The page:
Effects of exercise and physical activity on depression



Depression is a very prevalent mental disorder affecting 340 million people globally and is projected to become the leading cause of disability and the second leading contributor to the global burden of disease by the year 2020.


In this paper, we review the evidence published to date in order to determine whether exercise and physical activity can be used as therapeutic means for acute and chronic depression. Topics covered include the definition, classification criteria and treatment of depression, the link between β-endorphin and exercise, the efficacy of exercise and physical activity as treatments for depression, properties of exercise stimuli used in intervention programs, as well as the efficacy of exercise and physical activity for treating depression in diseased individuals.


The presented evidence suggests that exercise and physical activity have beneficial effects on depression symptoms that are comparable to those of antidepressant treatments.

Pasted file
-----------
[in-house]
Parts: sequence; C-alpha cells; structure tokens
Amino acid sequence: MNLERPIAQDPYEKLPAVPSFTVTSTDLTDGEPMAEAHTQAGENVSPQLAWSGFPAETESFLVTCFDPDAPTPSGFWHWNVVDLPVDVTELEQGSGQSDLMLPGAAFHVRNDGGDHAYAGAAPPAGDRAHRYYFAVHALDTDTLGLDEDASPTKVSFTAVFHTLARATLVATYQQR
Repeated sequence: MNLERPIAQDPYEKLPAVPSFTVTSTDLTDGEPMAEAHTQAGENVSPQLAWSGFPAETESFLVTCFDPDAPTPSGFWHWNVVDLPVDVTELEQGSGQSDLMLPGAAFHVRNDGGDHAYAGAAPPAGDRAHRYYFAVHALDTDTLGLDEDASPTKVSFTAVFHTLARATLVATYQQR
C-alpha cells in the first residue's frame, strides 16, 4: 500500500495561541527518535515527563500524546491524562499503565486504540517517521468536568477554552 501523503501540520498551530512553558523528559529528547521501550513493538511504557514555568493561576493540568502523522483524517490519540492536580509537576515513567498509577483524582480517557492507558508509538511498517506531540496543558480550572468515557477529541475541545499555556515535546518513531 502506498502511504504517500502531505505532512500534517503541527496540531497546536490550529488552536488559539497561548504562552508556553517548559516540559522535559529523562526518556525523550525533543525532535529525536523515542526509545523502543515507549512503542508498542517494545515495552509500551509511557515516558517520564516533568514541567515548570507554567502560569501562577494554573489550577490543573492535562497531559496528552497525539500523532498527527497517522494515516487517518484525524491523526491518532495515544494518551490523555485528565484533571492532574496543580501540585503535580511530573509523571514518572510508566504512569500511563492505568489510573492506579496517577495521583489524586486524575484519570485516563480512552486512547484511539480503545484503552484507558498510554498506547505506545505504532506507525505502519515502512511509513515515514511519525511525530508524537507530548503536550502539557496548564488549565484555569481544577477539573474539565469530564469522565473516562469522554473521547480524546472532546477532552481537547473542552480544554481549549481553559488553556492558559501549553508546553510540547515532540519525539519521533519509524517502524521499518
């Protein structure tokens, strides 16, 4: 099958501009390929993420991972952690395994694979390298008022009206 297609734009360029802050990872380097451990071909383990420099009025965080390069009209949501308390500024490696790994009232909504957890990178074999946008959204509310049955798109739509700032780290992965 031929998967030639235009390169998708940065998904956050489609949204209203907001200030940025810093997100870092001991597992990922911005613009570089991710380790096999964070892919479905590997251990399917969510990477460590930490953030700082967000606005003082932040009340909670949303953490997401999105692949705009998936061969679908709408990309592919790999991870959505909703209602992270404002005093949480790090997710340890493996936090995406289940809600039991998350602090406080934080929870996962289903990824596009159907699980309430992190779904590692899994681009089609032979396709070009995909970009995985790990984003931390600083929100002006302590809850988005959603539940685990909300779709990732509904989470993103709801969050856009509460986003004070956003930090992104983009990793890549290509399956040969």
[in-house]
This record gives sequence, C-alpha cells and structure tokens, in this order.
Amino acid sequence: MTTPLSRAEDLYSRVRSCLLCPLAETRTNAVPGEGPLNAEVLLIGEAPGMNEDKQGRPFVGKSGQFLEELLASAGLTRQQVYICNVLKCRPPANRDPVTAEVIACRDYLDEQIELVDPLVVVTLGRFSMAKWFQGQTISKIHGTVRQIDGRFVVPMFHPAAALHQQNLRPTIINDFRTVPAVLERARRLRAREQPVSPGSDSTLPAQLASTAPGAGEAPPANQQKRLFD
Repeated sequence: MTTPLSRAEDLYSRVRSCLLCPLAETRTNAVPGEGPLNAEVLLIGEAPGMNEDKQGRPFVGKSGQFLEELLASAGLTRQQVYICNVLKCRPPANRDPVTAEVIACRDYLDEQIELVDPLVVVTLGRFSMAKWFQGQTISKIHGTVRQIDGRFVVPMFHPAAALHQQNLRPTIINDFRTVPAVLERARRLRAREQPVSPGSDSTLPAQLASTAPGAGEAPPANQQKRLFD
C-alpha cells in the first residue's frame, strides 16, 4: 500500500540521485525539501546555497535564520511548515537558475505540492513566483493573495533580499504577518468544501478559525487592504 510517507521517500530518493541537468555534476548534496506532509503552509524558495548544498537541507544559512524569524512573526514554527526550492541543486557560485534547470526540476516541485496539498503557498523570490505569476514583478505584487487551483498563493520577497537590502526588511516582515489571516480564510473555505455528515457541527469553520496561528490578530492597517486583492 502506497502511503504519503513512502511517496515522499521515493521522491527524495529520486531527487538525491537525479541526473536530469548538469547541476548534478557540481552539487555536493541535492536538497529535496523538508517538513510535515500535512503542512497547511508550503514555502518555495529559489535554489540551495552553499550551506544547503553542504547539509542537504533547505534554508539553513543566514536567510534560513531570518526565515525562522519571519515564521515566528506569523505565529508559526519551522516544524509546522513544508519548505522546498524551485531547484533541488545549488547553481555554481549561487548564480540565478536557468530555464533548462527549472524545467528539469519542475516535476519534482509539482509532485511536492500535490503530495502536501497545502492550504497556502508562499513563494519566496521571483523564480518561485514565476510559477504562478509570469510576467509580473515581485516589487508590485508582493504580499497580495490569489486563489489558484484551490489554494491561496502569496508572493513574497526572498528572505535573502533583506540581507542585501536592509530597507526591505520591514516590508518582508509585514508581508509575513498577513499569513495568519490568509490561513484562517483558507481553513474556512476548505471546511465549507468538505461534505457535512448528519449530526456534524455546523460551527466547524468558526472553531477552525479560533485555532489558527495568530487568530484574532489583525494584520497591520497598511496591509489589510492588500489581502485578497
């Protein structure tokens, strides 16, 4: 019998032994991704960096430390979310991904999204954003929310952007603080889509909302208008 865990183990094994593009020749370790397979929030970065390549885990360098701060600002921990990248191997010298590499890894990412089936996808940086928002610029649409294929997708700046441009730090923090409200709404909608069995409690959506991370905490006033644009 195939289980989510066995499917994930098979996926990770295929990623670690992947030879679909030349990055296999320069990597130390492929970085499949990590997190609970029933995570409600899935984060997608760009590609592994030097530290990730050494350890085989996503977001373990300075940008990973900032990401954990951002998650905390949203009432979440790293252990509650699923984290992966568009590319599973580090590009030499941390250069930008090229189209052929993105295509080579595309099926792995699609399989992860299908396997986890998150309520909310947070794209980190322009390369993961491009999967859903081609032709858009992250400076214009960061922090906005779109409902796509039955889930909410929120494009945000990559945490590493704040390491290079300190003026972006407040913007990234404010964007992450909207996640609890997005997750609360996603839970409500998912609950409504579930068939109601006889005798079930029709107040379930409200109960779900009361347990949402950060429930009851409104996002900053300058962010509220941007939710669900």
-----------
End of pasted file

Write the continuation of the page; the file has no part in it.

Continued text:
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This work was supported in part by funding from the European Union 7th Framework Program (FP7-PEOPLE-IRG-2008 grant no. 239521).

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Correspondence to P. C. Dinas.

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Dinas, P.C., Koutedakis, Y. & Flouris, A.D. Effects of exercise and physical activity on depression. Ir J Med Sci 180, 319–325 (2011). https://doi.org/10.1007/s11845-010-0633-9

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  • Exercise
  • Depression
  • Physical activity
  • Mood
  • β-Endorphin